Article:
Ohio Governor John Kasich has the worst record on abortion, and you can read about the latest threat in the New York Times. They ran a front page report on Ohio’s House Bill 135, which bans abortion following a positive prenatal diagnosis of Down Syndrome. The New York Times editorial board felt such strong opposition to the bill, they released an editorial against it as well.
We believe we should all work to ensure that people with disabilities are treated with equality and dignity. However, this bill does nothing to help people with disabilities or their families. It is just another abortion ban to chip away at women’s reproductive freedom.
Email John Kasich using this link. Tell him to put an end to the attacks on women.
New York Times report: Ohio Bill Would Ban Abortion if Down Syndrome Is Reason
“This is interference with a medical decision following a complicated diagnosis,” said Kellie Copeland, the executive director of Naral Pro-Choice Ohio. “For us, it comes down to who makes the decision and who’s going to have to live with it. Not knowing the family and the circumstances, the legislature can’t possibly take into account all the factors involved.”
New York Times editorial: Abortion and Down Syndrome
“It is hard to imagine any other circumstance in which Americans would tolerate this sort of government intrusion. But of course this is precisely the dilemma that opponents of the right to choose aim to create: instilling guilt and fear in women making intensely personal and private decisions about their own bodies. In fact, a significant majority of women who receive a fetal diagnosis of Down syndrome choose to abort their pregnancy. A smaller percentage choose to carry the fetus to term. In both cases, it is a personal decision.”
“We believe we should all work to ensure people with disabilities are treated with equality and dignity. However, we oppose this ban because it interferes with the medical decisions of Ohioans and does nothing to help people with disabilities or their families,” Kellie Copeland, executive director of NARAL Pro-Choice Ohio, told FoxNews.com. Copeland said she believes it will be an “uphill battle” to oppose the legislation, but people have flooded her group’s phone lines with calls offering donations to fight it. “We have to make it clear to Gov. Kasich that this is not good health care, this is not what the people of Ohio want,” Copeland said. “This ban would encourage patients to keep information from their doctors and that is bad medicine.”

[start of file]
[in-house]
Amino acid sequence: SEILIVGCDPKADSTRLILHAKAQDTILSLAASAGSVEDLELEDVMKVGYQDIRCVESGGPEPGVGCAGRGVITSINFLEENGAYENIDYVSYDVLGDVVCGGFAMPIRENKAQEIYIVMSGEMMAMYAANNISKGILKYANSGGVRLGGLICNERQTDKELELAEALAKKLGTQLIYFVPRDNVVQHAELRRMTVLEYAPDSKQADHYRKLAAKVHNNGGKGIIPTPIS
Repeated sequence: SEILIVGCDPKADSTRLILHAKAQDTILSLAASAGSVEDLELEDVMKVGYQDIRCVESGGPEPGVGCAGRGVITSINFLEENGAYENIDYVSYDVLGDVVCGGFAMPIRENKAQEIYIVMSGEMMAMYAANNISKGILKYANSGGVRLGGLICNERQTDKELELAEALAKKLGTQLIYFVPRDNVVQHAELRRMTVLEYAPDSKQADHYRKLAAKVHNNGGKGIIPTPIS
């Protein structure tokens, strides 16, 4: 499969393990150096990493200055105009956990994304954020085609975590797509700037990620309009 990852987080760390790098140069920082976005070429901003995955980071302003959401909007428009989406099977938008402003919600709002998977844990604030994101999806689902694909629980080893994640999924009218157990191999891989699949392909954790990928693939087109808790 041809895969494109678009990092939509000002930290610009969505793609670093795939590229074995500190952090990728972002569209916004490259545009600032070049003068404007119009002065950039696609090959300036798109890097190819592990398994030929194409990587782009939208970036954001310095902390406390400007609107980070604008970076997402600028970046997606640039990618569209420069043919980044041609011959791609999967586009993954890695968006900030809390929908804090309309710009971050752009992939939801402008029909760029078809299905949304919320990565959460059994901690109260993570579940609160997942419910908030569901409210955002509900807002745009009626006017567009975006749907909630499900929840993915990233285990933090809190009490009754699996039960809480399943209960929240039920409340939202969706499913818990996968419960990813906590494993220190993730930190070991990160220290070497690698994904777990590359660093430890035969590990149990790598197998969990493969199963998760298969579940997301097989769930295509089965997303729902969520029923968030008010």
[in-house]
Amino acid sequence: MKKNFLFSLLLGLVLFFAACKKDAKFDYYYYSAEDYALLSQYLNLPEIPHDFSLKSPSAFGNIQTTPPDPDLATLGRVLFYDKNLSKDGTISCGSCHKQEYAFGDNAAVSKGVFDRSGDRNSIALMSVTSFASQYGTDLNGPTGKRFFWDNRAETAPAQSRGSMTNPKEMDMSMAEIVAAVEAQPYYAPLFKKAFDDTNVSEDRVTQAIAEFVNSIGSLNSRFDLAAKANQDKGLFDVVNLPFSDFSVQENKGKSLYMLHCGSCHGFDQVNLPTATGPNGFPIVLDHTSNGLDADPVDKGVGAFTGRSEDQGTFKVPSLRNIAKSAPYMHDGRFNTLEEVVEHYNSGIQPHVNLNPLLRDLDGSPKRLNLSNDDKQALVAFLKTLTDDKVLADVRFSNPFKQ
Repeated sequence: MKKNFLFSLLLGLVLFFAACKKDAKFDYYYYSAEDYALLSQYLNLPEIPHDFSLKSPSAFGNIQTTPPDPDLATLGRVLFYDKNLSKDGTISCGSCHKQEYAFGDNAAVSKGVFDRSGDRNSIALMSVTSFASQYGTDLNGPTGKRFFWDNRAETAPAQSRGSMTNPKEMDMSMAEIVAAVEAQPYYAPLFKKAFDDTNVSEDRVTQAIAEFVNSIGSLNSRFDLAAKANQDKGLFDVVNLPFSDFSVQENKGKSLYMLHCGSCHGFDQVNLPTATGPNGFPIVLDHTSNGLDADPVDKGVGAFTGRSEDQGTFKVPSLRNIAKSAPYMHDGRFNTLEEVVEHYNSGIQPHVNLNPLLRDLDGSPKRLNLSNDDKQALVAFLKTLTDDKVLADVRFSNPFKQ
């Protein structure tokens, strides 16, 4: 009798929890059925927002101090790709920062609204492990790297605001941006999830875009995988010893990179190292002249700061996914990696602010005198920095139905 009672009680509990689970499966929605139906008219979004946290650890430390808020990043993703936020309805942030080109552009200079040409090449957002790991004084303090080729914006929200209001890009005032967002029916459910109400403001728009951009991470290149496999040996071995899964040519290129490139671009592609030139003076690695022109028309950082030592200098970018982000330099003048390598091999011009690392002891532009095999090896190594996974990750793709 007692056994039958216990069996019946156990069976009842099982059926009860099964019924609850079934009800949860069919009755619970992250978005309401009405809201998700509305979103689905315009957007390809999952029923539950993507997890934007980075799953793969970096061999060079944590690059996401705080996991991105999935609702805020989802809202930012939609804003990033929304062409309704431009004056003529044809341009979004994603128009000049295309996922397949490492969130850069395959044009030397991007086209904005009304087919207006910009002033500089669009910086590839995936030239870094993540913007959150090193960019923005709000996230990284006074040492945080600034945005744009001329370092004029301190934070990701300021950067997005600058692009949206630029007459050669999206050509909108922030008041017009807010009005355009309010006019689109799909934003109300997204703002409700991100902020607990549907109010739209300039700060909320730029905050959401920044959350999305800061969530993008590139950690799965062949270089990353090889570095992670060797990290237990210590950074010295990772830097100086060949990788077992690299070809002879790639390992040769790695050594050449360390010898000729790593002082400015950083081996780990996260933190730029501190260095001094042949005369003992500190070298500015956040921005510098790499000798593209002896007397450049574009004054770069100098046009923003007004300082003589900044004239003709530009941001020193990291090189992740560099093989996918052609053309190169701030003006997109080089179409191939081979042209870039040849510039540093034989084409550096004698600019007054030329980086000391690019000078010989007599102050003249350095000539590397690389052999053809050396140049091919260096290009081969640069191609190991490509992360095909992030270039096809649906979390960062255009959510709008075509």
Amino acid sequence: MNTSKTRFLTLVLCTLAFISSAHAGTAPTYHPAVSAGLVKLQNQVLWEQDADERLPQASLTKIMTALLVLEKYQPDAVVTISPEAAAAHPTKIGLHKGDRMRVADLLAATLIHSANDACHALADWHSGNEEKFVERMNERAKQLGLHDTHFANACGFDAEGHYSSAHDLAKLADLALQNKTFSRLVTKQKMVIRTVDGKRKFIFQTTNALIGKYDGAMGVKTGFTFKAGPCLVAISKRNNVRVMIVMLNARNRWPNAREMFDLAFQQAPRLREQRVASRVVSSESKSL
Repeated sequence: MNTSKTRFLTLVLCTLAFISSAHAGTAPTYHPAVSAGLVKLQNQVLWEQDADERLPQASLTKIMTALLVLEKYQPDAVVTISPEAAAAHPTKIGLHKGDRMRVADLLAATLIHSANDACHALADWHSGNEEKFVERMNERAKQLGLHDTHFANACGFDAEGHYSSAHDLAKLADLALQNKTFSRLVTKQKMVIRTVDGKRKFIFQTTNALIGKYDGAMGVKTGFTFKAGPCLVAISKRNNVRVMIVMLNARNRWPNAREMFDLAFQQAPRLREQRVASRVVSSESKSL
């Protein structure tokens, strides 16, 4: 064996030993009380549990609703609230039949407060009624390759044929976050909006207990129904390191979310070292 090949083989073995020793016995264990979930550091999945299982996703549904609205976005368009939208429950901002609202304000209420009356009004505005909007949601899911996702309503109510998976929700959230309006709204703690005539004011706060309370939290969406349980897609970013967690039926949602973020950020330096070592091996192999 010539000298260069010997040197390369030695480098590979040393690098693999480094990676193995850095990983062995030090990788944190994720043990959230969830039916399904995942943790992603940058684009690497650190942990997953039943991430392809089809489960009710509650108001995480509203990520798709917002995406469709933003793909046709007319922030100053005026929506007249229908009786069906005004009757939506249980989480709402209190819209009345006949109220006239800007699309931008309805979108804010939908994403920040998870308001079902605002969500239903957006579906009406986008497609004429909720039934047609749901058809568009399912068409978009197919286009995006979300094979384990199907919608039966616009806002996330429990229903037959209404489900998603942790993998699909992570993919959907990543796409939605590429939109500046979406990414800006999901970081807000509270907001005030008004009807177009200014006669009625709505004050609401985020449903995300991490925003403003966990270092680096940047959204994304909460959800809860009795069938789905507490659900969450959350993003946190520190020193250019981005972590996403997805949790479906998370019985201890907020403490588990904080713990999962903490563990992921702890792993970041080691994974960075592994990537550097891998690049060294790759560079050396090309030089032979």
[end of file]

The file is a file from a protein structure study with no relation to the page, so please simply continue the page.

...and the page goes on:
“Ohio Republicans and anti-abortion activists want to use my son as a wedge issue. When their Legislature returns in the fall, it will almost certainly pass HB 131 — a bill that makes it a felony to perform an abortion based on a prenatal diagnosis of Down syndrome. Gov. John Kasich, who is competing for the GOP nomination for president, will certainly sign it.”
Kellie Copeland, executive director of NARAL Pro-Choice Ohio, doesn’t agree. “The bottom line is, who makes this decision is the person who has to live with this decision, this bill says that a family that’s facing a complicated medical diagnosis cannot make their own medical decision, and they’ve put that decision in the hands of politicians who’ve never met them,” said Copeland. Copeland knows she has an uphill battle. She says the majority of Ohio lawmakers are likely inclined to pass the measure. And although he hasn’t commented on this particular issue, Governor John Kasich has enacted sixteen different restrictions to abortion access and half of the abortion clinics in Ohio have closed, according to Copeland.
Help build a pro-choice Ohio. Every day, NARAL Pro-Choice Ohio fights to protect access to the full range of reproductive health care options—including preventing unintended pregnancy, bearing healthy children, and safe & legal abortion care. We educate the public about the real threat to women’s healthcare posed by anti-choice legislation and policies. We mobilize pro-choice Ohioans to take political action to defend reproductive rights. And we are the voice for Ohio’s abortion clinics, helping them navigate the increasingly hostile climate created by extremist groups. But we need your help. As a member organization, we rely on your financial support to fund our important legislative, educational, and grassroots activities.